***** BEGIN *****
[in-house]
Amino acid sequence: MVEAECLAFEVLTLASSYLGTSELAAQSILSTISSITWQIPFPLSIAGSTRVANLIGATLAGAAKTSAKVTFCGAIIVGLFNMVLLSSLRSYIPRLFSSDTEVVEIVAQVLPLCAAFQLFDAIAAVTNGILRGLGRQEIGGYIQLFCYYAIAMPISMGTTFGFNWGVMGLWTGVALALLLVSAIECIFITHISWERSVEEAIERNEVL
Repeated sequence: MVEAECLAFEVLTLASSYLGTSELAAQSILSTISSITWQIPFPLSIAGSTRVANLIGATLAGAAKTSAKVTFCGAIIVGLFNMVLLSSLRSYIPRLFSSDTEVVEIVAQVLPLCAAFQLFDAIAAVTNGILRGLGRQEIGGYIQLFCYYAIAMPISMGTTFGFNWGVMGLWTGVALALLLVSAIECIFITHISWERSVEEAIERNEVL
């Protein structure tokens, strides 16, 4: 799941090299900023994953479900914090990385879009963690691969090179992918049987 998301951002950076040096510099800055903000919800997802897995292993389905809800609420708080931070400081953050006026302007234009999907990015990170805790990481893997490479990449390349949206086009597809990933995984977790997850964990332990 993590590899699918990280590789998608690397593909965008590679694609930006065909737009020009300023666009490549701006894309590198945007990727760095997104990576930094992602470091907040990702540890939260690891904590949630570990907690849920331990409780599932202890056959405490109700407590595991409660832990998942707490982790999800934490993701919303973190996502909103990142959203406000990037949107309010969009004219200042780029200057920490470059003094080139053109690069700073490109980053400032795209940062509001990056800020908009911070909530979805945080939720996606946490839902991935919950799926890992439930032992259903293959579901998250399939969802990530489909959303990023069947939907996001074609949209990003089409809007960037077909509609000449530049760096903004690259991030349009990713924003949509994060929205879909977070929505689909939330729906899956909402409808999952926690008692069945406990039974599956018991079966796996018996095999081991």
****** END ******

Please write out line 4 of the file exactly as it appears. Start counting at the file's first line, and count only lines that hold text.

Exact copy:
């Protein structure tokens, strides 16, 4: 799941090299900023994953479900914090990385879009963690691969090179992918049987 998301951002950076040096510099800055903000919800997802897995292993389905809800609420708080931070400081953050006026302007234009999907990015990170805790990481893997490479990449390349949206086009597809990933995984977790997850964990332990 993590590899699918990280590789998608690397593909965008590679694609930006065909737009020009300023666009490549701006894309590198945007990727760095997104990576930094992602470091907040990702540890939260690891904590949630570990907690849920331990409780599932202890056959405490109700407590595991409660832990998942707490982790999800934490993701919303973190996502909103990142959203406000990037949107309010969009004219200042780029200057920490470059003094080139053109690069700073490109980053400032795209940062509001990056800020908009911070909530979805945080939720996606946490839902991935919950799926890992439930032992259903293959579901998250399939969802990530489909959303990023069947939907996001074609949209990003089409809007960037077909509609000449530049760096903004690259991030349009990713924003949509994060929205879909977070929505689909939330729906899956909402409808999952926690008692069945406990039974599956018991079966796996018996095999081991």